The Battle of the Somme takes its name from the departement of that name, with the River Somme marking the southern end of the British sector. The ill-fated British action took place over a surprisingly small area, most of which can be covered in detail in two days by car, bike, or on foot. The small town of Albert, which changed hands several times during hostilities, is the natural place to stay, with its handful of small hotels and restaurants. The Somme is now a relatively poor area of France, however, and tourist facilities are less plentiful than in some other areas.
Nicholas and Pauline Kerr, from Kent, whom I met there, are typical of many British visitors. Although they are unaware of any relatives of their own who died on the Somme, they found the visit highly moving. "You know you're coming to see war graves," said Pauline, "but you don't realise how many there are until you get here." Nicholas was impressed with the reception from the locals. "The attitude here to the British is incredibly friendly, unlike some other areas of France."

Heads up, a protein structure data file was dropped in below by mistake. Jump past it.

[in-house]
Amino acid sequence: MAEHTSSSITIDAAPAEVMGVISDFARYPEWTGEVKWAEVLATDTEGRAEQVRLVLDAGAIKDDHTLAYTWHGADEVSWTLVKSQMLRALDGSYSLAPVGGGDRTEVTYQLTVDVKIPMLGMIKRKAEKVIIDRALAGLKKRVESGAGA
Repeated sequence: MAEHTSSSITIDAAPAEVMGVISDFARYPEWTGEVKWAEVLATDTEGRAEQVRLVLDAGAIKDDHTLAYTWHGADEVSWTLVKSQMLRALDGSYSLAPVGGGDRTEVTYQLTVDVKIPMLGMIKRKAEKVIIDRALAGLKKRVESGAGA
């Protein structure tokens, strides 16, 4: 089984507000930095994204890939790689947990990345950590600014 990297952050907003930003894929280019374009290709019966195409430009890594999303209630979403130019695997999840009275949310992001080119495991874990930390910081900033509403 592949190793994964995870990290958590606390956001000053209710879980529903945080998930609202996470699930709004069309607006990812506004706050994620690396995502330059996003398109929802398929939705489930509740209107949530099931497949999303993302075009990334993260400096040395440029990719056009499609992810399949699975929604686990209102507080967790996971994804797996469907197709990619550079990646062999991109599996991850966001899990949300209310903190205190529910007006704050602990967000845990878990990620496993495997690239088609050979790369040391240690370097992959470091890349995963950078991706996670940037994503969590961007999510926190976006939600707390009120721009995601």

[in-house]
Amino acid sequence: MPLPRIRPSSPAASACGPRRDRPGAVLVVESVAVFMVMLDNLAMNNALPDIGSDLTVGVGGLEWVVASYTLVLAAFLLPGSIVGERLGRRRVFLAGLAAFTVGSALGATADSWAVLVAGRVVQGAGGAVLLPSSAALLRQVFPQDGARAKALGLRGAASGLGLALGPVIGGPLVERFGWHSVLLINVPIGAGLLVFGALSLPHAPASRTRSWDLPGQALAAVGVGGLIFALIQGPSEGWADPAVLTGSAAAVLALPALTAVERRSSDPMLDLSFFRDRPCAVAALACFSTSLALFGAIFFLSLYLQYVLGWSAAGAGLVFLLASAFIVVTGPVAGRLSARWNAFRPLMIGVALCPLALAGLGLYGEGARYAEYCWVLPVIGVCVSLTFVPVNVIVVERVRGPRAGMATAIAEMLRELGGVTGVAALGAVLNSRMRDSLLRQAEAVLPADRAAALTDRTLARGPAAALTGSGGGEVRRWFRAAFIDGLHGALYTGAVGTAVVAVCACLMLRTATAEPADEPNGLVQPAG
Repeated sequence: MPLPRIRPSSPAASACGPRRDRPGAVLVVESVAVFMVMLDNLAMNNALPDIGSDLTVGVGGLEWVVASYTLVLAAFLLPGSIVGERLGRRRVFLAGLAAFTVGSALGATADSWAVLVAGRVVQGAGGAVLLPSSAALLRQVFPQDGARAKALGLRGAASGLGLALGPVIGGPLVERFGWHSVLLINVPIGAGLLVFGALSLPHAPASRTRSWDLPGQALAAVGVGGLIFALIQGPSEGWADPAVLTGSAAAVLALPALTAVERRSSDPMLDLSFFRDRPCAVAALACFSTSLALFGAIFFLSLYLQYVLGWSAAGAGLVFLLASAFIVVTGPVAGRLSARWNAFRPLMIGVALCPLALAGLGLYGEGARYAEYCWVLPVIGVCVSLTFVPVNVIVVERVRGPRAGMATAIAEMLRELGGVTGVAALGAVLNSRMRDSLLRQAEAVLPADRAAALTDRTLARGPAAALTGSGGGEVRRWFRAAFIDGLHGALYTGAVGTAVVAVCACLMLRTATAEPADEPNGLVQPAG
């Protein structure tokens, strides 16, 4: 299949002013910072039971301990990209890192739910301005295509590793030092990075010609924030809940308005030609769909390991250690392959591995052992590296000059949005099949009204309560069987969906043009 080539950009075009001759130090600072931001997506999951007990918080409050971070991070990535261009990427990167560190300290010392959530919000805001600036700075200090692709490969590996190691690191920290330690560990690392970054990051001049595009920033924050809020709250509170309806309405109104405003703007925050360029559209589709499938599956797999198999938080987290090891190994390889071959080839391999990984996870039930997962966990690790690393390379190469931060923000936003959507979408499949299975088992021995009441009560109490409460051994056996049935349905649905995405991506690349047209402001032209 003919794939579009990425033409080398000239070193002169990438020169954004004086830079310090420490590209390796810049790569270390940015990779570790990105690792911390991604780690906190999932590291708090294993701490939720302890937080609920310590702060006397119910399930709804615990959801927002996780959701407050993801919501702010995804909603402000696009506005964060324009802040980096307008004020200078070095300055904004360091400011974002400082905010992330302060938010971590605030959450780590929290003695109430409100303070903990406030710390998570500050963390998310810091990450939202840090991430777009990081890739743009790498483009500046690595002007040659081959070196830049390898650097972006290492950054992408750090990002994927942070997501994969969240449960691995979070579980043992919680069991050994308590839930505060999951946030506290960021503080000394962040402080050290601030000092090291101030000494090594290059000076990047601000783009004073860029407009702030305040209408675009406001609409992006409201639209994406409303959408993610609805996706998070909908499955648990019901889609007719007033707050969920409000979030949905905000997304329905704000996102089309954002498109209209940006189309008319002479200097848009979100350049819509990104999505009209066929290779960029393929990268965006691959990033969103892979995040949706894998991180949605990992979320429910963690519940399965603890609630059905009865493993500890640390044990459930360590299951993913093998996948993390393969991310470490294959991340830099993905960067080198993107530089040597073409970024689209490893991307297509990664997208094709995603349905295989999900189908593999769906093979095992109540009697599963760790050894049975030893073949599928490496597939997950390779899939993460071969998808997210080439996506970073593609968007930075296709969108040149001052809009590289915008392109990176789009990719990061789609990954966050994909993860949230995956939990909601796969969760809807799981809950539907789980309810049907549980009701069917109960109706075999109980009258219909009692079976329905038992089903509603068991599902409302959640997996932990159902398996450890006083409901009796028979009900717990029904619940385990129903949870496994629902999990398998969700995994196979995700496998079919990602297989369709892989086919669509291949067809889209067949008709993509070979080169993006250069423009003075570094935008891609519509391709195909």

While much of the cratered land has now been returned to the plough - a deliberate policy by the French government to get things back to normal - there are still signs of the man-made inferno that raged over the area throughout the 1914-1918 period, as the same ground was fought over again and again. The most spectacular evidence is in the huge holes left from underground explosions; both sides dug tunnels under each others' trench positions, packed them with tons of explosives, and detonated them. The result, apart from the origin of the term "mine" for a buried explosive, is a lunar landscape of craters. Most have been filled in, but some remain, such as the famous double crater on Hawthorn Ridge and the Lochnagar Crater near Albert, which was recently bought privately to preserve it as a war memorial.